Finding a Good Aviation Mechanic

First, try to research various aviation certifications. An aviation mechanic will be FAA certified in either airframe or powerplant, but most will be certified in both, commonly known as an “A&P” or Airframe and Powerplant Mechanic.

  • An A&P who has completed at least 3 years of experience and pursued further certification with the FAA, can be granted an Inspection Authorization (IA) on their A&P certificate. This allows them to perform and approve annual inspections and to sign off major repairs and alterations.
  • Click here to see the basic requirements for becoming an A&P mechanic.
  • Click here to see more about gaining experience as an A&P mechanic.

Another credential to look for is professional affiliation. The Professional Aviation Maintenance Association (PAMA) is an organization that promotes ethical and professional practices in the field of aviation maintenance. PAMA and the SAE Institute provide additional certification that validates the core knowledge of FAA certificated A&P mechanics. Completion of this program certifies a mechanic as an Aviation Maintenance Engineer (AME).

Check out your local shops. This means stopping by and checking out the facilities. You should be looking for key details such as the cleanliness of the grounds and work areas. Take notice of the makes, quantity, and quality of the other customers' aircraft. If you fly a Cessna 172, and the only aircraft you see around are large corporate jets, this may not be the most appropriate shop for you.

Ask around. Your fellow pilots/aircraft owners and the owners or managers of local FBO’s or flying clubs have certainly dealt with getting maintenance done and can probably steer you to a reputable shop. Find out how they feel about their mechanics.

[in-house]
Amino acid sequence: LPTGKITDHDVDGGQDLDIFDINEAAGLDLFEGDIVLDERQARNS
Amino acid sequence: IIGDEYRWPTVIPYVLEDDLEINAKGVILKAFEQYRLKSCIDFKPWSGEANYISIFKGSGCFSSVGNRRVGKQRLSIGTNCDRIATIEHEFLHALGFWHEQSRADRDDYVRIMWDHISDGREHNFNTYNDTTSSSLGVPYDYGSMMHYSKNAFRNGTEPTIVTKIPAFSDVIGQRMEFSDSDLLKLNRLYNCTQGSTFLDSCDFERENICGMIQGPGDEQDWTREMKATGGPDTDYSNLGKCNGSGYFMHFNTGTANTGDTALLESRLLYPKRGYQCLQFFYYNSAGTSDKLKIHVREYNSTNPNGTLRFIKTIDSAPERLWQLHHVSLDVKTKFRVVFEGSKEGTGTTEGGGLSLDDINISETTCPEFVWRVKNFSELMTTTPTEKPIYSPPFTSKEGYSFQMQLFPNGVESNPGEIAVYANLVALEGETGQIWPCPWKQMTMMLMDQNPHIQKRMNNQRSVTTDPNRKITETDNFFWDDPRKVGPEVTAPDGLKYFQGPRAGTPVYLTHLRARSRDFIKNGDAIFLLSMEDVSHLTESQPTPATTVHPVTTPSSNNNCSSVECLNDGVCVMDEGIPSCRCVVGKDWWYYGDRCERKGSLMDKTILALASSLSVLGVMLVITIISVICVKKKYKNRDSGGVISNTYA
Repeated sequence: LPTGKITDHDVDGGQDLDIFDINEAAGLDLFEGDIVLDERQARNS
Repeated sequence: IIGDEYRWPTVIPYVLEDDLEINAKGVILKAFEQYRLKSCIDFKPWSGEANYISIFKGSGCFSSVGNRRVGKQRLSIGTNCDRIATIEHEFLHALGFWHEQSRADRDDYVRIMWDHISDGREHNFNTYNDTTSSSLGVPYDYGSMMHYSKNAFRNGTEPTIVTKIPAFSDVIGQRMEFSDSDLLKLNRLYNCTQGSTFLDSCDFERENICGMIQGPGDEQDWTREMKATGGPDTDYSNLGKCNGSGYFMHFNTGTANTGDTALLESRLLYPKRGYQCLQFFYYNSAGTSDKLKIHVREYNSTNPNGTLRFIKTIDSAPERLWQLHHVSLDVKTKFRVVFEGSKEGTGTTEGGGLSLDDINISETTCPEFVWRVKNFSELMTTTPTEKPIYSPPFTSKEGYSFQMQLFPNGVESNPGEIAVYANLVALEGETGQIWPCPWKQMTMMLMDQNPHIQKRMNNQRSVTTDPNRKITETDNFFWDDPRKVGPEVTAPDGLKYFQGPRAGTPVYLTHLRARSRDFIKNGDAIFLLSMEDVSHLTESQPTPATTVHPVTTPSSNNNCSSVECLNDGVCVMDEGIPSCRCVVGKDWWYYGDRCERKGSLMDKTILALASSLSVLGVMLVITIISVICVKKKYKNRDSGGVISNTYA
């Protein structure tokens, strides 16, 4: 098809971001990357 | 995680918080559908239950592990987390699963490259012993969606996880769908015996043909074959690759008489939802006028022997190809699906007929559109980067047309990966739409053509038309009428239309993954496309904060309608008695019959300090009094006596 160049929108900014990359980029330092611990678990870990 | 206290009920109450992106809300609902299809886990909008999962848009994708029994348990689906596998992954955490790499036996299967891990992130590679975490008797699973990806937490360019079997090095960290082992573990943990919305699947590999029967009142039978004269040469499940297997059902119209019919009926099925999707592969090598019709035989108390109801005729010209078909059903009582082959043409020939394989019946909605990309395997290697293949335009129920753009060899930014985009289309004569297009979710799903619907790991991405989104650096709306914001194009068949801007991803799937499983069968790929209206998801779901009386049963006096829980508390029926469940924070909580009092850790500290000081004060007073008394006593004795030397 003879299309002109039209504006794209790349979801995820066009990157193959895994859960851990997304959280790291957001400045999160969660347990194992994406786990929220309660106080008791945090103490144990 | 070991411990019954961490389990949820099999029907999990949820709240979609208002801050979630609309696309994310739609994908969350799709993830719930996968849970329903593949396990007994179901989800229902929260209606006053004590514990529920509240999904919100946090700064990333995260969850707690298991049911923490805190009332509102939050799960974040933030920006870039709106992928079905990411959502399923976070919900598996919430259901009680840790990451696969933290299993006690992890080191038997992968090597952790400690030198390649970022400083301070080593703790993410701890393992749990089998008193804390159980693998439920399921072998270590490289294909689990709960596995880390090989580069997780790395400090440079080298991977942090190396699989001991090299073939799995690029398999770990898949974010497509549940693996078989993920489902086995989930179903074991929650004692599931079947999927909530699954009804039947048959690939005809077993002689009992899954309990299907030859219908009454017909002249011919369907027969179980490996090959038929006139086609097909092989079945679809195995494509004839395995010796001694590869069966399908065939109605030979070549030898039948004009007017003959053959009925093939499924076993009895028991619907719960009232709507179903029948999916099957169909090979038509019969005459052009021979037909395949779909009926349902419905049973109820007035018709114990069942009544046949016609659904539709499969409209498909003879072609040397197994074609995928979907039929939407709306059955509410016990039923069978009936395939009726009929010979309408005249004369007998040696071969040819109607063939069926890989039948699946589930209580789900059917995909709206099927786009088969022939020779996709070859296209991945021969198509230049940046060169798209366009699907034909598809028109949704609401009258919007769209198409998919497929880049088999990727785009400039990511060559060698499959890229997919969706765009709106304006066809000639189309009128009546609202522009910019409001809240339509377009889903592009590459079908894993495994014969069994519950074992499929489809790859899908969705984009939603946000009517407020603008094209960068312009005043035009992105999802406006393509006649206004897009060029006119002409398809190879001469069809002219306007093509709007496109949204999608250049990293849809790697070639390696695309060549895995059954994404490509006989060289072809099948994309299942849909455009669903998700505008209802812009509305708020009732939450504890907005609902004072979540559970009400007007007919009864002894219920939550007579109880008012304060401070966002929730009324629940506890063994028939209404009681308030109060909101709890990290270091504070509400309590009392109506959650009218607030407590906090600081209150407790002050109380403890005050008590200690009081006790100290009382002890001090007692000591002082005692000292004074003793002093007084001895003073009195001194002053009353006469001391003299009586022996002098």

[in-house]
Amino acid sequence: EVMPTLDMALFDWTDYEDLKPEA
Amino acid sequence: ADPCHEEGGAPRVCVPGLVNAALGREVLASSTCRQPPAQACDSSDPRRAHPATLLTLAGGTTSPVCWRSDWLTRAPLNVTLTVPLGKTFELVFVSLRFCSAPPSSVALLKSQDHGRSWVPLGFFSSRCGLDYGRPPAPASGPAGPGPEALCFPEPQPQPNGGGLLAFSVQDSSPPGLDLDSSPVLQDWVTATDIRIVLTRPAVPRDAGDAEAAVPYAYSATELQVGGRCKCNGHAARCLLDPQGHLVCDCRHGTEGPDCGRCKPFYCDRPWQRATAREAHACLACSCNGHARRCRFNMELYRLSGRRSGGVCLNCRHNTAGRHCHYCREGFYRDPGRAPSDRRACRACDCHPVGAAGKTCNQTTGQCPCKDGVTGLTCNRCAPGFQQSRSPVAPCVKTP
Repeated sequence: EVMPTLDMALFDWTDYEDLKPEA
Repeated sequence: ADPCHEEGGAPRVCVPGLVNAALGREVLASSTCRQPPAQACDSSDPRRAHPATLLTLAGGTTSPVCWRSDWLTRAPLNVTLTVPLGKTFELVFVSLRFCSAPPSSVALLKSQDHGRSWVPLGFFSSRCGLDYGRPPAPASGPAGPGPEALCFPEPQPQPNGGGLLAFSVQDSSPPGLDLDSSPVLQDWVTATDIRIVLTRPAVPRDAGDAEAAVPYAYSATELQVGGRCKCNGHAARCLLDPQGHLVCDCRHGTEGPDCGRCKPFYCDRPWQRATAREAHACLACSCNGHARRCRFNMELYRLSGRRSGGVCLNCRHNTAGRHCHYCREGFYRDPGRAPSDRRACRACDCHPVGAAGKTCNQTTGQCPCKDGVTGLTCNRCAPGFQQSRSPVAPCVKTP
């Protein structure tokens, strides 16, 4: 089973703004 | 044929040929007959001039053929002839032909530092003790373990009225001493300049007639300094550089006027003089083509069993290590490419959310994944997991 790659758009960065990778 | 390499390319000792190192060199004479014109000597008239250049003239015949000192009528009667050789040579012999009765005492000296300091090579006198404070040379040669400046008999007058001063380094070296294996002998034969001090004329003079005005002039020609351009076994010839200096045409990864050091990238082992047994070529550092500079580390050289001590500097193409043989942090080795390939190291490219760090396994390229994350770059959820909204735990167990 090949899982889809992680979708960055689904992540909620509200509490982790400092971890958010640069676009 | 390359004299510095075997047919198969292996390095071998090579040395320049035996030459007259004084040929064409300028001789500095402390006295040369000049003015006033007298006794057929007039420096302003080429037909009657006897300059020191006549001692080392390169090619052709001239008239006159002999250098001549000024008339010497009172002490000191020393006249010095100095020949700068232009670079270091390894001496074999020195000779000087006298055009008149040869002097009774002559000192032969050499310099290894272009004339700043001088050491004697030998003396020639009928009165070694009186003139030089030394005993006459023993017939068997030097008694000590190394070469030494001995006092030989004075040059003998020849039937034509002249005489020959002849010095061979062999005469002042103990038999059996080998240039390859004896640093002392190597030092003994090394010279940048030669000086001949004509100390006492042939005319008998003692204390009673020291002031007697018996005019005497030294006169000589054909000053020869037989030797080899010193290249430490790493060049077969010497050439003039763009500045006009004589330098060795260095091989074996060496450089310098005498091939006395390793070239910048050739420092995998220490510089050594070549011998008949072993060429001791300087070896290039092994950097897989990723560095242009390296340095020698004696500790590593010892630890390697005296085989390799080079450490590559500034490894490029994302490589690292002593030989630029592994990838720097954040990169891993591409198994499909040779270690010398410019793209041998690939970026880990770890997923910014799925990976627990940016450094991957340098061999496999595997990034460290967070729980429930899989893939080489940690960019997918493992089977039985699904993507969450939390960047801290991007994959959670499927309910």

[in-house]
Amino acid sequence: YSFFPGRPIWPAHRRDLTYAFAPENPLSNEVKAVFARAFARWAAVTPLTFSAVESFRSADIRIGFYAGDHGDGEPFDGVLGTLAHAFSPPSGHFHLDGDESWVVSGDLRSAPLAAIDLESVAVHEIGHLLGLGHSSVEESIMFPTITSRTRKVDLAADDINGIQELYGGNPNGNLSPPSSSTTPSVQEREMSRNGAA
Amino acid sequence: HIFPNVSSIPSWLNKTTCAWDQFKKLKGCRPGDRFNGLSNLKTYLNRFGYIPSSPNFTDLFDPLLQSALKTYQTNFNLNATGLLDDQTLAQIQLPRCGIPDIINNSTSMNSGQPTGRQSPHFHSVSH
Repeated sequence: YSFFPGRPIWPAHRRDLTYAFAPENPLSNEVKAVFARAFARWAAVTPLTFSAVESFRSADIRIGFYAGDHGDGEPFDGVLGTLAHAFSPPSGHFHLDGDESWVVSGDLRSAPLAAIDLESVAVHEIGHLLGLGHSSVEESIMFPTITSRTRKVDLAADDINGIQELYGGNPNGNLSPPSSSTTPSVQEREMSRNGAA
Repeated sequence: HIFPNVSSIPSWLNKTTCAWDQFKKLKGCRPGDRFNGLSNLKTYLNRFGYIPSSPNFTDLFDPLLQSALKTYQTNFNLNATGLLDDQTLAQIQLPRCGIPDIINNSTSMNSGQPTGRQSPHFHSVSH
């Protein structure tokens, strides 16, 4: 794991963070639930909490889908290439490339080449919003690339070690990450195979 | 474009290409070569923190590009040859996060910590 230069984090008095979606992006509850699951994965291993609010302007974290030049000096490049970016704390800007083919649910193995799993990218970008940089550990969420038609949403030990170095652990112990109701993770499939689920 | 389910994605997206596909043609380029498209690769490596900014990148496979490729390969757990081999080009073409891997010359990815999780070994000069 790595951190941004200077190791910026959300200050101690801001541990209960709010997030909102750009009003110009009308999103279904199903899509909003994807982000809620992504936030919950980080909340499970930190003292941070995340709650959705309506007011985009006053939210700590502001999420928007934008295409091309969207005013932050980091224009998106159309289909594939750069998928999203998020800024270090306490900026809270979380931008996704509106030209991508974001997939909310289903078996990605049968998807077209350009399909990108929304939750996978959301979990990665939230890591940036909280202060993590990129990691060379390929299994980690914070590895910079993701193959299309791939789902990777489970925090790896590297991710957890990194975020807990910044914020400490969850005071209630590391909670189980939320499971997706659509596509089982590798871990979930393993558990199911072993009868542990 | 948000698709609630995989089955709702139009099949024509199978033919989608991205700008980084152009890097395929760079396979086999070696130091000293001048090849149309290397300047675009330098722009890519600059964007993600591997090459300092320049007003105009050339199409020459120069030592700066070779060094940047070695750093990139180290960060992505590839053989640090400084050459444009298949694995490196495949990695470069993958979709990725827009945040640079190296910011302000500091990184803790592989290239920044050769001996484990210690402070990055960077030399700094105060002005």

Talk to the mechanic, ask questions and request to see the old parts when they are removed. When mechanics put a face to the aircraft and know that they may be talking with you again, they are likely to be more particular about how they perform the repairs.

NOTE: In addition to signing your aircraft’s logbooks, a reputable mechanic should provide you with a work invoice that lists all repairs, parts, and labor charges that were performed on your aircraft.

According to 14 CFR 43.9(a), a proper maintenance logbook should include:

  • A description (or reference to data acceptable to the Administrator) of work performed
  • The date of completion of the work performed
  • The name of the person performing the work if other than the person specified in paragraph (a)(4) of this section.
  • If the work performed on the aircraft, airframe, aircraft engine, propeller, appliance, or component part has been performed satisfactorily, the signature, certificate number, and kind of certificate held by the person approving the work. The signature constitutes the approval for return to service only for the work performed.

If the maintenance or work includes a major repair or alteration, the mechanic will be required to complete additional paperwork approving the aircraft for return to service. This includes repairs or modifications that utilize a Supplemental Type Certificate or “STC”.

  • The most common practice requires the mechanic to complete a FAA form 337 in duplicate (at least). One copy is provided to the owner, while the other is filed with the FAA.
  • Although less common, the mechanic or shop may also use the alternate methods described in Appendix B to 14 CFR part 43.

Helpful Tip: After you find what you believe to be a quality mechanic, but before you dedicate your airplane to that person, test out the relationship you will have with him/her. Take your airplane in for just an oil change to see how you will be treated.

Warning: Be wary of up-selling. If it always seems like major problems are being found every time you take your aircraft in for routine maintenance, you may want to get a second opinion from a different mechanic or shop.